Data transmission means are provided for transmitting data from the corresponding data source onto the common data bus in response to a first data bus signal at the data bus output terminal. Each module includes circuit elements which actuate the data transmission means in response to a first reset signal received at the reset input followed by a second signal received at the clock input. The data transmission means is deactuated in response to a second data bus signal which is generated by the circuit elements in response to a third signal received at the clock input, until such time as a second reset signal is provided at the reset input. Each module also includes circuit elements which, in response to the third signal, pass succeeding clock input signals through the clock output to the clock input of the succeeding module. The circuit elements also transmits a fourth signal, provided in response to a second signal received at the clock input, through the reset output to the reset input of the next succeeding module to reset that succeeding module.
In this manner, data from a large number of locations can be collected successively under the control of a master station (e.g. digital computer). In accordance with one mode of operation, a reset signal is first applied to the reset input of the first module and a second signal is applied to the clock input of that module, which activates the data transmission means and causes a signal to appear at the reset output which is transmitted to the reset input of the next module. Data is then transmitted to the master station over the data bus. The computer senses the completion of the data transmission and transmits a third signal to the first module clock input which deactivates the data transmission means of that module. The next clock signal from the computer passes through the first module to the second module clock input to activate the data transmission means of that module. In this manner, clock signals following each transmission completion pass through every module that has finished data transmission to the next module that has just received a reset signal from the reset output of the preceding module. This process continues for each module until all of the data sources have been polled. A second reset signal to the reset input of the first module returns the entire data transmission system to its initial state.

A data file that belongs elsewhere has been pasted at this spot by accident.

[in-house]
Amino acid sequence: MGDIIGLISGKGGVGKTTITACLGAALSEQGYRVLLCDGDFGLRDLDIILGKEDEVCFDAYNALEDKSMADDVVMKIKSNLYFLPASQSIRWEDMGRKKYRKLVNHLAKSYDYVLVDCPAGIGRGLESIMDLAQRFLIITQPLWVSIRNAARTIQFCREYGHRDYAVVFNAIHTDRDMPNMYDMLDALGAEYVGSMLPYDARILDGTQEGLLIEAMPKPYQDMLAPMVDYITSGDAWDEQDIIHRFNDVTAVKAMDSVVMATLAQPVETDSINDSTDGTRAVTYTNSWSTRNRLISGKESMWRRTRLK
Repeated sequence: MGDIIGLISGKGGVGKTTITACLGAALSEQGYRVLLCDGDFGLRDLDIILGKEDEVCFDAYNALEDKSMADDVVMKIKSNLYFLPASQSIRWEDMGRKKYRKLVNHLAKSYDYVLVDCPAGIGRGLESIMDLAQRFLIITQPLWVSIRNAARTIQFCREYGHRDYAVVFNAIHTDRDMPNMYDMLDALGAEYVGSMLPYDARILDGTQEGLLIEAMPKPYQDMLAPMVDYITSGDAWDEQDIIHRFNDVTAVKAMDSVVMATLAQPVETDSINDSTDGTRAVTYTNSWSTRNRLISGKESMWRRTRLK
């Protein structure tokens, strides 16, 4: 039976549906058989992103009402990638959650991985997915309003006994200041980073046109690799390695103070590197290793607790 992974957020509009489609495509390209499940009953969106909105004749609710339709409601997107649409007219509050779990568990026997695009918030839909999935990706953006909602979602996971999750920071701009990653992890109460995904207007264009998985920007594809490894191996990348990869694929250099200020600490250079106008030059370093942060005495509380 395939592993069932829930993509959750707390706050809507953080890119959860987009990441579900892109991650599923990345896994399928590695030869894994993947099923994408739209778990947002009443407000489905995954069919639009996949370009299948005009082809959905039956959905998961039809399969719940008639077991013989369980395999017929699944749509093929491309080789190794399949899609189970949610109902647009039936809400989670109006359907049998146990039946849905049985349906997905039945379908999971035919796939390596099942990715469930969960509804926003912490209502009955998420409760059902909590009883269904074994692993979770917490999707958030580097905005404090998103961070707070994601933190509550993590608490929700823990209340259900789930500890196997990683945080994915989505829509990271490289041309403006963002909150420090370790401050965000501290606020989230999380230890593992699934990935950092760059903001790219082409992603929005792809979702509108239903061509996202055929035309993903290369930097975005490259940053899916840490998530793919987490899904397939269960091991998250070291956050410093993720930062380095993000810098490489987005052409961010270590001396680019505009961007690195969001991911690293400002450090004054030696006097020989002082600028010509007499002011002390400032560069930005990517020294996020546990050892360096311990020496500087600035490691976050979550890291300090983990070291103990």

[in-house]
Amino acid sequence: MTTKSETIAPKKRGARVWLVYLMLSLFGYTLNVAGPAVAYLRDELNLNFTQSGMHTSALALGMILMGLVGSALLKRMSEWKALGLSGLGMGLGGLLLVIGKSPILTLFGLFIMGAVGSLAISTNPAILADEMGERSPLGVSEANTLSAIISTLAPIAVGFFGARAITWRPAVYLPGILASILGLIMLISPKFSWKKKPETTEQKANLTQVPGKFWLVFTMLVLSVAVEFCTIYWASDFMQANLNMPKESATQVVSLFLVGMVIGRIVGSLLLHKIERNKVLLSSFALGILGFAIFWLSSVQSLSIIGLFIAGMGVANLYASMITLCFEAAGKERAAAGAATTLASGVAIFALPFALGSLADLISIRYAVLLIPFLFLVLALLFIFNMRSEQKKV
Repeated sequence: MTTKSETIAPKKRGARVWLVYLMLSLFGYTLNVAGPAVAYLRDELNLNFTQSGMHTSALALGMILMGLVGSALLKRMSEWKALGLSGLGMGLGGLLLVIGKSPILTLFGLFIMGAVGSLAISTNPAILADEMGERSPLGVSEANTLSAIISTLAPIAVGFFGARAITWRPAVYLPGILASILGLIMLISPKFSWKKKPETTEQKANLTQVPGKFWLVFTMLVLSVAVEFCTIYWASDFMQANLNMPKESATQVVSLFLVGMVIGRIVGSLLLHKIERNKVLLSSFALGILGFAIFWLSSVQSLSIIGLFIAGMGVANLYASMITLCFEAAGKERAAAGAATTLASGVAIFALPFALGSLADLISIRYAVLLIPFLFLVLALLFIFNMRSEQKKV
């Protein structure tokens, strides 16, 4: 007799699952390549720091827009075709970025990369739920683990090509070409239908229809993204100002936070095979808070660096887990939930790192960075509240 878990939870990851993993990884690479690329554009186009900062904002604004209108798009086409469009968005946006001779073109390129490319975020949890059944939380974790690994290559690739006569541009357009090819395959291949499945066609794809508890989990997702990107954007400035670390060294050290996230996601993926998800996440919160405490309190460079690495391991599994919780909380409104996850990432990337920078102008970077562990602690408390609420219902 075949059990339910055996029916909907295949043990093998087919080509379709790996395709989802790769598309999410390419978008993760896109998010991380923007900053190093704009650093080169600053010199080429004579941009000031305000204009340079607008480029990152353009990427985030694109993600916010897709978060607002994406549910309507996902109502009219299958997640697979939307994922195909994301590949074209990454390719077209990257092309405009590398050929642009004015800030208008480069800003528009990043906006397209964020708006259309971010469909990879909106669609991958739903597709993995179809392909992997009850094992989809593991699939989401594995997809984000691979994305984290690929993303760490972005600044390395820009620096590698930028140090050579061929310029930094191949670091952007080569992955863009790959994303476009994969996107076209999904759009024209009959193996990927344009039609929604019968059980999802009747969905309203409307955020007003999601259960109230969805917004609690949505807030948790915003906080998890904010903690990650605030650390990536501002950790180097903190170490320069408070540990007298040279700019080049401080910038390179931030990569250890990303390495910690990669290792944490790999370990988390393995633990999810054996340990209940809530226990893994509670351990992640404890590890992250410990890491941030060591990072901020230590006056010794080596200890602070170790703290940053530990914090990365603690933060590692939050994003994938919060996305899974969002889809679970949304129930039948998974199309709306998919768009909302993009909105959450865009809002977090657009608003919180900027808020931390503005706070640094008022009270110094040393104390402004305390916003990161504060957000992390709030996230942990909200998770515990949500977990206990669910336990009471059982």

The structure and operation of the present invention may be better understood from the following detailed description of the preferred exemplary embodiment when read in conjunction with the accompanying drawings in which:
FIG. 1 is a schematic drawing of the system of the present invention;
FIG. 2 is a detailed schematic diagram of one module of the present invention; and
FIG. 3 shows the waveforms developed by the present invention.
Referring first to FIG. 1, the preferred exemplary system constructed according to the present invention includes a computer system 10 connected to n series connected modules M1, M2, . . . , Mn via common data bus 12.
As shown in FIG. 2, each module Mi (i=1, 2, . . . , n) includes a switch (NOR gate) 14, typically a magnetic switch, which is opened and closed by the operation of the module in response to signal inputs from computer 10 to provide data stored in corresponding data sources Si (i=1, . . . , n) to the data bus 12. Each of the modules M1, . . . , Mn are responsive to signal level changes applied to clock input terminals 18 and provide output signals to the next succeeding module through clock output terminal 22 and reset output terminal 24.